However, PSI is by no means the only membrane protein that has presented challenges during structural determination. The membrane-protein complexes involved in photosynthesis and respiration are studied using X-ray crystallography, and are examples of extremely complex, molecular machines; the proteins involved in these electron-transport chains include the b6f complex [24], the cytochrome c oxidase [25, 26, 27], the bc1 complex [28, 29], Photosystem II [30, 31, 32], the LHCII [33], and the plant PSI-LHCI complex [34, 35, 36], amongst others. As is the case with PSI, the structures of these proteins have been solved (if solved) using X-ray crystallography by efforts that extend over more than a decade.
Photosystem I remains the largest membrane-protein complex solved to molecular resolution, and the use of X-ray crystallography to determine the structure of such a complicated molecule is a tour de force for the technique. However, the work on the project took the tireless effort, of many dedicated researchers, for over a decade.
A question that needs to be addressed pertains to the causes of the structure determination of a protein taking a decade, or longer. In order to address this question, the difficulties with X-ray protein crystallography will need to be discussed from the general point of view. Besides the problems associated with expression and purification of proteins, the major difficulties of X-ray crystallography are: the growth of large and simultaneously well-ordered crystals of proteins, X-ray-induced radiation damage, and the cryogenic cooling of protein crystals.
1.2.2. Protein crystallization and the necessity for large crystals
Obtaining a suitable crystal for X-ray protein crystallography is the least understood step of the structure determination of a protein [3]. The various properties of proteins allow for more complicated mechanisms of crystal growth with respect to small molecules. Protein molecules are much more complicated in regard to composition, structure, degrees of freedom, surface properties, as well as surface potential, than small organic molecules. Additionally, due to the much larger sizes, proteins have far different transport properties in solution, causing slower crystal growth relative to small organic crystals [37].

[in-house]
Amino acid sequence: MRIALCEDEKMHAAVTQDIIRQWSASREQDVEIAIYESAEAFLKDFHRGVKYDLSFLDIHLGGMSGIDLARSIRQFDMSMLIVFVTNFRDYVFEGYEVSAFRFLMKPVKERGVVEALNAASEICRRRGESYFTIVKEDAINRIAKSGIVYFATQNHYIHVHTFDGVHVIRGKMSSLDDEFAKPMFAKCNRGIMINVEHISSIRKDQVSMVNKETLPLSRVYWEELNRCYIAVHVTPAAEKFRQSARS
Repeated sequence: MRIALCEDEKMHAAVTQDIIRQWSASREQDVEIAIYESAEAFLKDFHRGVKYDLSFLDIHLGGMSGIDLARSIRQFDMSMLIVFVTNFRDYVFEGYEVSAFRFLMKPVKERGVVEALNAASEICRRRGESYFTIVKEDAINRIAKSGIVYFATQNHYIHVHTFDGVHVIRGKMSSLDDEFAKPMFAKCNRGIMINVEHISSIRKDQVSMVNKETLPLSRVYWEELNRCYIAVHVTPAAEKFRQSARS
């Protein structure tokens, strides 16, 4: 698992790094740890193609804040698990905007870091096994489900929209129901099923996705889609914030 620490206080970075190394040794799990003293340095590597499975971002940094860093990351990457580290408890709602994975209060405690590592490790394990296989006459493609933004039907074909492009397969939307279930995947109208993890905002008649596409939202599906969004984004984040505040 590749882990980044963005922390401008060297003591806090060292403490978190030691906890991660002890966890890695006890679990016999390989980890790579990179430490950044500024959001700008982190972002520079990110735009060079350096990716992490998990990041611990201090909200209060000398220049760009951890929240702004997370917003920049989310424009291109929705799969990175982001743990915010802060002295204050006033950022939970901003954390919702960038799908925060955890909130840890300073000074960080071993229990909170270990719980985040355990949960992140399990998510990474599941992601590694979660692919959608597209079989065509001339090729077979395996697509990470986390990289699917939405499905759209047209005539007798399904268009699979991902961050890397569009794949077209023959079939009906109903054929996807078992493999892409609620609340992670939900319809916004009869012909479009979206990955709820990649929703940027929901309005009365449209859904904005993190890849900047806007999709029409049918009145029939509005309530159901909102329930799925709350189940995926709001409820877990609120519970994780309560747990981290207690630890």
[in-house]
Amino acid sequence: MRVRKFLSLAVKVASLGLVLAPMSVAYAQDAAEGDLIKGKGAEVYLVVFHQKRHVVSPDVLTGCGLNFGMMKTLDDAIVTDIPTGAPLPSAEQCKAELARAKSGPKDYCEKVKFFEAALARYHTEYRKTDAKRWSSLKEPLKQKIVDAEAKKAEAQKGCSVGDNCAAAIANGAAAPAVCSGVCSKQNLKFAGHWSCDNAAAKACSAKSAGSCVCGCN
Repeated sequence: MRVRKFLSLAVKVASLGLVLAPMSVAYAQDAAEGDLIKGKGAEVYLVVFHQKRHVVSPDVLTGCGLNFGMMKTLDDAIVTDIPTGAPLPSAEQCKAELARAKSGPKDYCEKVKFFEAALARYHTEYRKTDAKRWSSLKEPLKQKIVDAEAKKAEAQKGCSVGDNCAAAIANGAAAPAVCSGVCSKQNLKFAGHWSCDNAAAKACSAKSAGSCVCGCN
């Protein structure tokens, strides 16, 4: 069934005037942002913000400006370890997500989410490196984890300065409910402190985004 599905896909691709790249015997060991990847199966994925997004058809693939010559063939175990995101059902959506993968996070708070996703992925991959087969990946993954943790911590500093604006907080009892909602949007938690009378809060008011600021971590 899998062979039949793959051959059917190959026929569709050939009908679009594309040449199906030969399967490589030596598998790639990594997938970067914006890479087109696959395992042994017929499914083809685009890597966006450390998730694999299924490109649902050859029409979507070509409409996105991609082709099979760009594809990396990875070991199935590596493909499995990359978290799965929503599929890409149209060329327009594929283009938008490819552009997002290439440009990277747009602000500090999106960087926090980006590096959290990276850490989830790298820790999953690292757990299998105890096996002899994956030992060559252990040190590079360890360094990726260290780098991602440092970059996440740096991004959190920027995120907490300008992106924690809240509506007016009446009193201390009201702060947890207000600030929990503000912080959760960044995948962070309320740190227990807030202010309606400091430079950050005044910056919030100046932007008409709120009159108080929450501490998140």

Protein crystal nucleation and growth are driven by supersaturation of the protein in solution. One of the difficulties associated with protein crystallization is the need for a much larger supersaturation—the supersaturation is defined as ln(c/s), where c is the concentration and s is the concentration at saturation—than what is typically needed in the case of small organic molecules [37]. The high supersaturation is necessary for the formation of the critical nuclei of the new phase, but high supersaturation is not desirable for the growth of large, well-ordered single crystals. Additionally, multiple protein-replete phases are possible in the case of proteins, such as amorphous precipitates, that are not ordered. High supersaturation will favor the formation of amorphous precipitates, as opposed to crystals due to kinetic factors [38]. An additional result of the high supersaturations used for protein crystallization is that the growth of protein microcrystals is much more common than the growth of macroscopic protein crystals [15]. The difficulties associated with the growth of protein crystals are major issues for protein crystallography because of the weak scattering of the constituents; therefore, much work and extensive optimization is often necessary to grow large protein crystals (if conditions are found at all).
In general, membrane proteins provide greater resistance to structure determination than their soluble counterparts due to difficulties associated with crystallization; although the crystallization of membrane proteins is, in principle, similar to that of soluble proteins, a major difference is that membrane proteins are amphiphilic, having both hydrophobic and hydrophilic domains [39]. Despite their extremely high impact, only four medically relevant human membrane-protein structures have been determined to date, that of a G protein-coupled receptor, the β2-andronergic receptor [40, 41, 42], Aquaporin-5 [43], and leukotriene C4 synthase [44], and the dopamine receptor [45]. Much work has been devoted to improving membrane-protein crystallization, including the use of in meso crystallization matrices [46, 47], such as the lipidic cubic phase [48] or the sponge phase [49, 50], and the use of amphipols [51], amongst others. The use of in meso crystallization matrices has shown much promise as an adaptable media for membrane-protein crystallization [52] and the growth of well-ordered membrane-protein crystals, although challenges remain in the optimization of the growth of membrane-proteins that are suitably large and well ordered for conventional X-ray crystallography.